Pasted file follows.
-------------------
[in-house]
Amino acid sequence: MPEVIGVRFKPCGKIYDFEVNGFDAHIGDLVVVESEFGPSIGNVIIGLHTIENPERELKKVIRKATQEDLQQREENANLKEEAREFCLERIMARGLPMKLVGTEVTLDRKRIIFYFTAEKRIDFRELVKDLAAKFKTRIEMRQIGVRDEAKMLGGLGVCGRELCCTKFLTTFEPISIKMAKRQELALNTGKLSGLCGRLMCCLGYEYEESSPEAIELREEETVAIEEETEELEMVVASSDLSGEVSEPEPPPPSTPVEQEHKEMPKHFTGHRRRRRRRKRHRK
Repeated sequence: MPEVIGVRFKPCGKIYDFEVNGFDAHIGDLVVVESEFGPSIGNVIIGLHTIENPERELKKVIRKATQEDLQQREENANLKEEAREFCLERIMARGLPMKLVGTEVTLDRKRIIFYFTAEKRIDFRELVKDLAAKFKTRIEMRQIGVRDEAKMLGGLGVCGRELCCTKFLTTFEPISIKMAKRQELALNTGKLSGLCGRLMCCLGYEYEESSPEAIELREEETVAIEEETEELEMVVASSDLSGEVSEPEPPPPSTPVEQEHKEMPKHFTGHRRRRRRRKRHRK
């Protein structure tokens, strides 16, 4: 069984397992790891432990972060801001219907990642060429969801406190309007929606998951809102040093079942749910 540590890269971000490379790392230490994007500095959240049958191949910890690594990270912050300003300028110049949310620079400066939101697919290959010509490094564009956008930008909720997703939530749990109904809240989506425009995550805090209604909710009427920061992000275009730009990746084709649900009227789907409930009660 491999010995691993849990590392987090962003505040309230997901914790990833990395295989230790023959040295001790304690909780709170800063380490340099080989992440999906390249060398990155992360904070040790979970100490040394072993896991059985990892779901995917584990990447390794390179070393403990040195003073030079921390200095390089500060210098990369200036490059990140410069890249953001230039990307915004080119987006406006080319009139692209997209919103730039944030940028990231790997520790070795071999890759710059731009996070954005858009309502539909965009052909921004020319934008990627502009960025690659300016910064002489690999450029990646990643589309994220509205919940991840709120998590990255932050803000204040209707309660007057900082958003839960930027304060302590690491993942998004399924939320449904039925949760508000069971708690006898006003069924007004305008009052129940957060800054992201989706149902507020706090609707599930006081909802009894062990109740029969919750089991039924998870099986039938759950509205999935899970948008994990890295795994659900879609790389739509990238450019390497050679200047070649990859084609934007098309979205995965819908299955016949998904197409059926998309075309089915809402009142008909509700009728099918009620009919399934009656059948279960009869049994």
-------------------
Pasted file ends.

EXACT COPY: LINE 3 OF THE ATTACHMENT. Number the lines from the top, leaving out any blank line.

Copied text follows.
Repeated sequence: MPEVIGVRFKPCGKIYDFEVNGFDAHIGDLVVVESEFGPSIGNVIIGLHTIENPERELKKVIRKATQEDLQQREENANLKEEAREFCLERIMARGLPMKLVGTEVTLDRKRIIFYFTAEKRIDFRELVKDLAAKFKTRIEMRQIGVRDEAKMLGGLGVCGRELCCTKFLTTFEPISIKMAKRQELALNTGKLSGLCGRLMCCLGYEYEESSPEAIELREEETVAIEEETEELEMVVASSDLSGEVSEPEPPPPSTPVEQEHKEMPKHFTGHRRRRRRRKRHRK